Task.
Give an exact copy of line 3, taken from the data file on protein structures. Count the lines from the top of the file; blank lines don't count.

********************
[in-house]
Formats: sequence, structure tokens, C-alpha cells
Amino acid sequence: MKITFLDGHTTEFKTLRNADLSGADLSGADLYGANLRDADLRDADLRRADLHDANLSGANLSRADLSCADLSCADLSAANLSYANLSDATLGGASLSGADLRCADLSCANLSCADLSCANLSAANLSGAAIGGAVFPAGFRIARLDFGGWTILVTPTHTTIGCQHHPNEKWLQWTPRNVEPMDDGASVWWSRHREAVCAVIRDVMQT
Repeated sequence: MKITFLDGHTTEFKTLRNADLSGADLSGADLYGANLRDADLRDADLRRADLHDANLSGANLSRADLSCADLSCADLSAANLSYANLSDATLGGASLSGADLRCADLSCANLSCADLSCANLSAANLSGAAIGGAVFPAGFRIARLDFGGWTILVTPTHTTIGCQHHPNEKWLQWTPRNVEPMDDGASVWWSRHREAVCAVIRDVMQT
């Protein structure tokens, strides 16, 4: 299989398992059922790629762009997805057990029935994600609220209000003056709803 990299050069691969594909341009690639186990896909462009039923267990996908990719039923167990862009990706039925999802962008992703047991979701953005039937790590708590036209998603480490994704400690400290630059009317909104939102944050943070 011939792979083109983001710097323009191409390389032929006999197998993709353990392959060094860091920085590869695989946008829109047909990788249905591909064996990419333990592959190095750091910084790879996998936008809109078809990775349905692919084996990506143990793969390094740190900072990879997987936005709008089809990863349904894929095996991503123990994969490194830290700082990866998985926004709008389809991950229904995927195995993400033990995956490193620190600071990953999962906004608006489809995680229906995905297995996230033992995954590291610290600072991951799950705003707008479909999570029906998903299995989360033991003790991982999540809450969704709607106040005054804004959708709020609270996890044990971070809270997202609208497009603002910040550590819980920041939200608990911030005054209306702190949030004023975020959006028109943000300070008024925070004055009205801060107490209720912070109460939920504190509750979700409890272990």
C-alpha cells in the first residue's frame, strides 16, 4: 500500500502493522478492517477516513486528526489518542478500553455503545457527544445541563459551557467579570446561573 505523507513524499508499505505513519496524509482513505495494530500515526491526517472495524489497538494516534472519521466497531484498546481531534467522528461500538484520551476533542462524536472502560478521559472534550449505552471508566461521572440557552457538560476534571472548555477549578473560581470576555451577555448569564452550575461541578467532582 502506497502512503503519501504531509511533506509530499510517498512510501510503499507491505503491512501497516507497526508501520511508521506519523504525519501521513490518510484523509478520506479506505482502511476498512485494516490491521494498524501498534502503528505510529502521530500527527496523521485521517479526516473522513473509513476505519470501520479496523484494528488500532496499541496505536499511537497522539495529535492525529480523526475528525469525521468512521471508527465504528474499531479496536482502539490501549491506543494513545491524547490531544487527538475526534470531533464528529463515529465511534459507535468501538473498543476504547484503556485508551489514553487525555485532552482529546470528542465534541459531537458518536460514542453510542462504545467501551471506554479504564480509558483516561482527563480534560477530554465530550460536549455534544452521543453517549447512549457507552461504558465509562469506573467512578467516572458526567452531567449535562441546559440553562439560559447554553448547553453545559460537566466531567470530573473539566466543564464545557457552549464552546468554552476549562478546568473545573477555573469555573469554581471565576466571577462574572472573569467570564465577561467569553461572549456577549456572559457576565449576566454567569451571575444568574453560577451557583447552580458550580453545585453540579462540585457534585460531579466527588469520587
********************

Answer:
Amino acid sequence: MKITFLDGHTTEFKTLRNADLSGADLSGADLYGANLRDADLRDADLRRADLHDANLSGANLSRADLSCADLSCADLSAANLSYANLSDATLGGASLSGADLRCADLSCANLSCADLSCANLSAANLSGAAIGGAVFPAGFRIARLDFGGWTILVTPTHTTIGCQHHPNEKWLQWTPRNVEPMDDGASVWWSRHREAVCAVIRDVMQT